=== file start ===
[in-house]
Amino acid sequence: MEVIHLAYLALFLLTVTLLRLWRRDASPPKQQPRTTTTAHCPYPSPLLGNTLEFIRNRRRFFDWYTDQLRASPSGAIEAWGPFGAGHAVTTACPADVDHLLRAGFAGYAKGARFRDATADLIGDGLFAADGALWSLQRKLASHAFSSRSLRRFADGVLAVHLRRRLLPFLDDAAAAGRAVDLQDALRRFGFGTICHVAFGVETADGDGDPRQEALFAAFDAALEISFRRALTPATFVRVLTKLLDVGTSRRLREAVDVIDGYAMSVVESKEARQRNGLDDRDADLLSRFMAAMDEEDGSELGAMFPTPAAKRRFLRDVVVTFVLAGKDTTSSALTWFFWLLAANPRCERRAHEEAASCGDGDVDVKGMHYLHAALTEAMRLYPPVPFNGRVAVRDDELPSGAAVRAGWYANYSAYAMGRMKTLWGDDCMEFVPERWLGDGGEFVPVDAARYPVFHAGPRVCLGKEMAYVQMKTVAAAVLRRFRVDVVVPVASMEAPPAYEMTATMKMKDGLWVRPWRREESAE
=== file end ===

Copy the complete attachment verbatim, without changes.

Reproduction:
[in-house]
Amino acid sequence: MEVIHLAYLALFLLTVTLLRLWRRDASPPKQQPRTTTTAHCPYPSPLLGNTLEFIRNRRRFFDWYTDQLRASPSGAIEAWGPFGAGHAVTTACPADVDHLLRAGFAGYAKGARFRDATADLIGDGLFAADGALWSLQRKLASHAFSSRSLRRFADGVLAVHLRRRLLPFLDDAAAAGRAVDLQDALRRFGFGTICHVAFGVETADGDGDPRQEALFAAFDAALEISFRRALTPATFVRVLTKLLDVGTSRRLREAVDVIDGYAMSVVESKEARQRNGLDDRDADLLSRFMAAMDEEDGSELGAMFPTPAAKRRFLRDVVVTFVLAGKDTTSSALTWFFWLLAANPRCERRAHEEAASCGDGDVDVKGMHYLHAALTEAMRLYPPVPFNGRVAVRDDELPSGAAVRAGWYANYSAYAMGRMKTLWGDDCMEFVPERWLGDGGEFVPVDAARYPVFHAGPRVCLGKEMAYVQMKTVAAAVLRRFRVDVVVPVASMEAPPAYEMTATMKMKDGLWVRPWRREESAE